Let's see an example:
Okay, the example is pretty straightforward. One thing I'd like to point
out is why would decryption fail? Imagining the
with the data frame was actually the one for which we provided a password,
it could have happened that after decryption, the checksum field in the
data frame was invalid. In this case, the
RawPDU that contained
the data, would be removed, so
some_data.inner_pdu() would be
nullptr. I'll explain why does the class behave
this way below.
In case decryption was successful, the
RawPDU would be replaced
SNAP PDU, followed by whatever that packet contained.
As an example, this picture illustrates what would happen if you
successfully decrypted a TCP packet:
Note that everything that follows the
SNAP PDU obviously depends
on the actual packet being decrypted. Moreover, if the data frame were
not encrypted, or the associated BSSID was not the one given, the packet
will be left intact.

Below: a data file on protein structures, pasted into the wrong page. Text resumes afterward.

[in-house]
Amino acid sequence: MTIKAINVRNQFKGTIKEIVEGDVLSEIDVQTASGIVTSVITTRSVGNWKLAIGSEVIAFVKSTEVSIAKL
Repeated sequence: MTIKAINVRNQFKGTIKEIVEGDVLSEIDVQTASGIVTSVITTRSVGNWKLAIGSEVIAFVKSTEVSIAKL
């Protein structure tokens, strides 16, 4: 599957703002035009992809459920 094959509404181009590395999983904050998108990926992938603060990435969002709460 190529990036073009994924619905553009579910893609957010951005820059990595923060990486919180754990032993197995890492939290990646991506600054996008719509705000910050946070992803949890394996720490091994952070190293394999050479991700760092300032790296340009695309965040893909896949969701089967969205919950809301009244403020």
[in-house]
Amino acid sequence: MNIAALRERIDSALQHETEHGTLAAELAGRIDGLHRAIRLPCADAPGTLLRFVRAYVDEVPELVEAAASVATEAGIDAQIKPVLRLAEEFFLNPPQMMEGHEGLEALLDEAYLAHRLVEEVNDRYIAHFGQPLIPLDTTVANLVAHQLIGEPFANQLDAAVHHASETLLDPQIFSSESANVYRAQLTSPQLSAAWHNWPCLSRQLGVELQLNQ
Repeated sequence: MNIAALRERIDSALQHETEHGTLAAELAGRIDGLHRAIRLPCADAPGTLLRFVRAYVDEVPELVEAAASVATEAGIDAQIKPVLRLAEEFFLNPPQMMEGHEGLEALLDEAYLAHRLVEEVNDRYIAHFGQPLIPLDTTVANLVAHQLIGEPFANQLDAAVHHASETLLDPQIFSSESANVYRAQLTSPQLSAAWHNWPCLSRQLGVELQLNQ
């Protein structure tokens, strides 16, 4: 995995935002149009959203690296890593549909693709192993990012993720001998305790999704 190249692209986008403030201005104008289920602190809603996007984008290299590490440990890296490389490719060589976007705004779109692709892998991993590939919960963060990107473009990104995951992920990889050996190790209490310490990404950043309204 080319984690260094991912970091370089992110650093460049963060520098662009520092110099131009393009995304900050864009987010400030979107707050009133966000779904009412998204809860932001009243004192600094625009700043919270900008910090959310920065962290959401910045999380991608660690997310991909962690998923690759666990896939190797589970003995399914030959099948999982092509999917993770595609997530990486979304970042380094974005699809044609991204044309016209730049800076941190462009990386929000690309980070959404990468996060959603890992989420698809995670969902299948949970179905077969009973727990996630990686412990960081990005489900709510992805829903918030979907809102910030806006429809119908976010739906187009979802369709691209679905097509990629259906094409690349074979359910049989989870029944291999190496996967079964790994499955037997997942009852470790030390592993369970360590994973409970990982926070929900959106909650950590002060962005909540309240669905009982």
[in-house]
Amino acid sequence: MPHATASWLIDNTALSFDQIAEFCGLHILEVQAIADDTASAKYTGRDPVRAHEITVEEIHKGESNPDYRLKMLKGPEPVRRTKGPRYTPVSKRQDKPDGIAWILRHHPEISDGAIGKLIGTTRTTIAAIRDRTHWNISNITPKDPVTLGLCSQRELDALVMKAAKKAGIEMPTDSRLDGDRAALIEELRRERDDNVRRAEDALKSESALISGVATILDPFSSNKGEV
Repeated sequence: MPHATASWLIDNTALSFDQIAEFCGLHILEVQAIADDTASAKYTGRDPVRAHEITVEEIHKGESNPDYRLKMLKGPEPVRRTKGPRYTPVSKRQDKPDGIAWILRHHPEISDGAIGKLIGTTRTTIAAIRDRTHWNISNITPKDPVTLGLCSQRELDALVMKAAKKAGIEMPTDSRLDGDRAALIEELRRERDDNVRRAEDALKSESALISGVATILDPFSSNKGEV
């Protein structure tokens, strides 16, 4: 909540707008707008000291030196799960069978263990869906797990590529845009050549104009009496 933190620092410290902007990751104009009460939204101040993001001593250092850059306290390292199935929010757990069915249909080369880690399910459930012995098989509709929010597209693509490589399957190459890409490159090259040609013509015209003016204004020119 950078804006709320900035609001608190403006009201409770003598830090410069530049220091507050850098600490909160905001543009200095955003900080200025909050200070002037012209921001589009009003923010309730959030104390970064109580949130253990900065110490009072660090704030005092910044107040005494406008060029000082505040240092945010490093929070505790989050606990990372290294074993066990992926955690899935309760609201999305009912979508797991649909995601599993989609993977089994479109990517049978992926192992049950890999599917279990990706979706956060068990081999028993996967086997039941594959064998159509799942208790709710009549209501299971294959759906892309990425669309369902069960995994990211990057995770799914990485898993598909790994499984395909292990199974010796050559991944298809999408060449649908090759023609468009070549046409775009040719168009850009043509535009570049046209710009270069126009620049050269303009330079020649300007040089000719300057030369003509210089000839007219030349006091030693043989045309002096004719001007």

If you read above and wondered why packets for which the checksum is
invalid are modified, and the
RawPDU which contains the encrypted
data is removed, then here's the reason. The situation given in the
snippet shown a few lines up is not very common. If you want to decrypt
a packet, you are most surely taking it out from either your network
interface, or a pcap file. The
WEPDecrypter class was designed to
be plugged in between a sniffer and the sniffer callback. That can
be achieved using the
DecrypterProxy class template. This is
how you'd do it:
The code shown above would be a more common situation in which you'd use
WEPDecrypter. Let's analyze it:
DecrypterProxy<bool(*)(PDU&), WEPDecrypter>. Yes, it's a long name, that's why I used that specifier. This proxy class implements an
operator(), suitable to be used as the argument to
Sniffer::sniff_loop. It also stores a decrypter, in this case a
WEPDecrypter, which you can access using the method
PDUargument is a data frame that should be decrypted, then it will be. Frames from BSSIDs other than the ones provided will be left intact, and you'll still be able to process them in the same callback. Packets for which the checksum is invalid will be discarded. This somehow explains the behaviour pointed out a few lines up.